-----Trained Adventuring Skills-----
-----Trained Background Skills-----
-----Changeling Racial Traits:-----
-----Mythic Tier:3 | Living Saint | Hierophant |-----
-----The Anemoi - Mists of Revelation-----
9: Greater Spell Penetration
2nd: Make Whole | Divine Trident | Hold Person | Silence |
3rd: Stone Shape | Chain of Perdition
4th: Blessing of Fervor | Greater Make Whole | Restoration
Feat: Spell Penetration
Living Saint Abilities:
Deliverance (Su)3rd: Whenever you would die as the result of a failed save, you may expend one use of mythic power to automatically succeed on that save.
Spell Slot Accretion (Ex)3rd: You may sacrifice two spell slots of the same level to gain one spell slot of the next level. You may repeat this process as often as desired. Thus you could sacrifice four 2nd-level spell slots to gain two 3rd-level slots and then sacrifice those two 3rd-level slots to gain a single 4th-level slot. Any gained slot must be of a spell level you can cast.
Endless Power (Su)6th: You gain the ability to cast spells without expending your power. If you are capable of casting divine spells of 5th level or higher, whenever you cast a 1st-level divine spell, it is either not expended (if you prepare spells) or doesn’t use up a spell slot (if you casts spells spontaneously). You can select this ability more than once. Each time you do, the level of divine spells you can cast without expending the spell or using up the spell slot increases by one, to a maximum of 3rd level.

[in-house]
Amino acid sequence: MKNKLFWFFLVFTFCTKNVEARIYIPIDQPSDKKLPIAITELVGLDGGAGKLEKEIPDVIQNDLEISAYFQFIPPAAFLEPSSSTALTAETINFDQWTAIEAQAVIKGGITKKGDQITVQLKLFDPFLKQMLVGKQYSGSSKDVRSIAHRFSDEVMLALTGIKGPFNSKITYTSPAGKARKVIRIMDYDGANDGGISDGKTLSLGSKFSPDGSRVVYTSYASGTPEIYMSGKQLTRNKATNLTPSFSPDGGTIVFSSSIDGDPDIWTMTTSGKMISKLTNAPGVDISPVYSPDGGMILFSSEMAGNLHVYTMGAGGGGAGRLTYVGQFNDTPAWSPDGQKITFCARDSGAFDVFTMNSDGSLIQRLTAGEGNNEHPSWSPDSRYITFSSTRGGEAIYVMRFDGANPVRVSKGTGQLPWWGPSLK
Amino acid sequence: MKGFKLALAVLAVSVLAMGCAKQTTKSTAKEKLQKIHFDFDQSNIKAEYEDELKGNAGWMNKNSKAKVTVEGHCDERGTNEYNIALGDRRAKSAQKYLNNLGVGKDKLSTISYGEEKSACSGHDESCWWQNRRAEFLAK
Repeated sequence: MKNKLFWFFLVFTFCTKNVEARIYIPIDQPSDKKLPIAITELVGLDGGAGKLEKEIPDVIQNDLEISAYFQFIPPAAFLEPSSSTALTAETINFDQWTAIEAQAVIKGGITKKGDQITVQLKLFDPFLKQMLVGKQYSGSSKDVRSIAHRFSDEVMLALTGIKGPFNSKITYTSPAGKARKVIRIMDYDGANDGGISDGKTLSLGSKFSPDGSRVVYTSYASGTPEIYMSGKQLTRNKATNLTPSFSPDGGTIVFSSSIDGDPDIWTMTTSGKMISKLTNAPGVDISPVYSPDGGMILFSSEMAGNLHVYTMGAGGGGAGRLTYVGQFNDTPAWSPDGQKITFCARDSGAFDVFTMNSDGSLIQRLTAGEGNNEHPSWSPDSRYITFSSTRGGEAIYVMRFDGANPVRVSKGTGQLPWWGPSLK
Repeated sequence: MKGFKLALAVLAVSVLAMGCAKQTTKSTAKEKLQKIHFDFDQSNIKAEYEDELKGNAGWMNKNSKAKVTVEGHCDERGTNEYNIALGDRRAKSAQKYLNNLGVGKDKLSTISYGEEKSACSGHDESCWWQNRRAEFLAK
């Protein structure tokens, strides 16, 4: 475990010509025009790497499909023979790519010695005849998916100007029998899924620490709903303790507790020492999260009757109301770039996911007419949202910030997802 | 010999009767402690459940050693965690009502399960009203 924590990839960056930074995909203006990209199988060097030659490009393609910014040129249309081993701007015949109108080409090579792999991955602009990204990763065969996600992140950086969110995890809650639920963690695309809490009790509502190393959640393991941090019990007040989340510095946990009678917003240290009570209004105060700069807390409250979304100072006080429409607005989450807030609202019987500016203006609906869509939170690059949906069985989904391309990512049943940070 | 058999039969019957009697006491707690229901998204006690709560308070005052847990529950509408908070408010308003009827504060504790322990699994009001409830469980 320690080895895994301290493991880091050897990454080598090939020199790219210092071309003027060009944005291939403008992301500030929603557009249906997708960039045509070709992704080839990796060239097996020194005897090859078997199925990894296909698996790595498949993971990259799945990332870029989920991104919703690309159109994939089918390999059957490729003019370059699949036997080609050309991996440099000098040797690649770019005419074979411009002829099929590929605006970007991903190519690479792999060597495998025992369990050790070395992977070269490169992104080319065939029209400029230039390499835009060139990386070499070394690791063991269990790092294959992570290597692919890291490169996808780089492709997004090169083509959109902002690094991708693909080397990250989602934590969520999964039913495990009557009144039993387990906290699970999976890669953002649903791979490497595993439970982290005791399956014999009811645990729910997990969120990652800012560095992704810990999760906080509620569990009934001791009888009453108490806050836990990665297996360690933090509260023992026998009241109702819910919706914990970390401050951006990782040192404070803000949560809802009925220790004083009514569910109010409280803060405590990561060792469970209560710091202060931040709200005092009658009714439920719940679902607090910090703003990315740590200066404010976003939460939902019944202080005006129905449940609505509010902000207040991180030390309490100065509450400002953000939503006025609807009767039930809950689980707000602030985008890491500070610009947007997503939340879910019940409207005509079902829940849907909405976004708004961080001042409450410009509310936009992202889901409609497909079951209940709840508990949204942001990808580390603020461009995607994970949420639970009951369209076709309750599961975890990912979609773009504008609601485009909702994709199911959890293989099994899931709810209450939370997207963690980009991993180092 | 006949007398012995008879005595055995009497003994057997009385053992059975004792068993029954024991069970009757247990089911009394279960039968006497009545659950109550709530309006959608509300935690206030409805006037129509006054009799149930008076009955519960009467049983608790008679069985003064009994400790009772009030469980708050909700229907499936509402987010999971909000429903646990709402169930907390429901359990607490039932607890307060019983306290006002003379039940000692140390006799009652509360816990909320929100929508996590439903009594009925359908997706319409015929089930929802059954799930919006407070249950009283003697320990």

Hierophant Path Abilities:
Enduring Blessing (Su)3rd: Whenever you cast a spell with a duration of 10 minutes per level or longer upon one willing target, you can change that spell's duration to 24 hours. If the spell has other duration conditions, those still apply (for example, the duration of stoneskin changes to 24 hours or until discharged). A creature can't be subject to more than one spell affected by this ability at a time; if another is cast upon the creature, the first one ends. You can select this ability a second time at 6th tier or higher. The second time you select it, you can use it on spells with a duration of 1 minute per level or longer.
Universal Path Abilities: